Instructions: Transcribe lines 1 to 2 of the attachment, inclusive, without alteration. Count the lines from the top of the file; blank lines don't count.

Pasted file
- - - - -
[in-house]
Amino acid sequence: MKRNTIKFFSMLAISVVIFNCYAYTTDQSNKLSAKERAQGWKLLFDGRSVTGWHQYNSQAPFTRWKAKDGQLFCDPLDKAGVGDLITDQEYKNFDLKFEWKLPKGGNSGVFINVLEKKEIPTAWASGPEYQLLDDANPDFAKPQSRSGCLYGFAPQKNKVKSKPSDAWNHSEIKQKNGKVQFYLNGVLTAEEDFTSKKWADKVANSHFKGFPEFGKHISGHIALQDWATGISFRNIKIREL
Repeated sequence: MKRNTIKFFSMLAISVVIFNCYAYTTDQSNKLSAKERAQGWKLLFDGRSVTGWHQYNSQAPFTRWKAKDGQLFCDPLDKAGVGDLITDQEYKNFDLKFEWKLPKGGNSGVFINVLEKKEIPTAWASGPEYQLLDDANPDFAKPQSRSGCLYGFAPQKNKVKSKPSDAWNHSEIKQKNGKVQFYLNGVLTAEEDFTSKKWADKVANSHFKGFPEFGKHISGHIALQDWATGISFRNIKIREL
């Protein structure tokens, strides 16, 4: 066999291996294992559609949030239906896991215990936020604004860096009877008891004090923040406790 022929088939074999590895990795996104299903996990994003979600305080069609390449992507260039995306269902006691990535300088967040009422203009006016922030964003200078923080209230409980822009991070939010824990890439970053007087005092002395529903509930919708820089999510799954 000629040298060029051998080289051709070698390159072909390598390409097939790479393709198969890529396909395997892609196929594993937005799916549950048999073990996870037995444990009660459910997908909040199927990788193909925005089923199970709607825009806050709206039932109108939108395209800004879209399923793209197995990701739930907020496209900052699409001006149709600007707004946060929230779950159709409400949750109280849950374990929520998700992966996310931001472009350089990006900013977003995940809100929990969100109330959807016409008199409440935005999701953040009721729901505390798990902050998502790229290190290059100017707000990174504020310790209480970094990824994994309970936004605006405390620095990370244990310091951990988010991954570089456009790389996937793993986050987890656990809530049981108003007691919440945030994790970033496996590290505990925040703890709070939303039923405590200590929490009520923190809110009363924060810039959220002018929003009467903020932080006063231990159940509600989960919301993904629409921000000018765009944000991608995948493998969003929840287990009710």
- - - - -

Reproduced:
[in-house]
Amino acid sequence: MKRNTIKFFSMLAISVVIFNCYAYTTDQSNKLSAKERAQGWKLLFDGRSVTGWHQYNSQAPFTRWKAKDGQLFCDPLDKAGVGDLITDQEYKNFDLKFEWKLPKGGNSGVFINVLEKKEIPTAWASGPEYQLLDDANPDFAKPQSRSGCLYGFAPQKNKVKSKPSDAWNHSEIKQKNGKVQFYLNGVLTAEEDFTSKKWADKVANSHFKGFPEFGKHISGHIALQDWATGISFRNIKIREL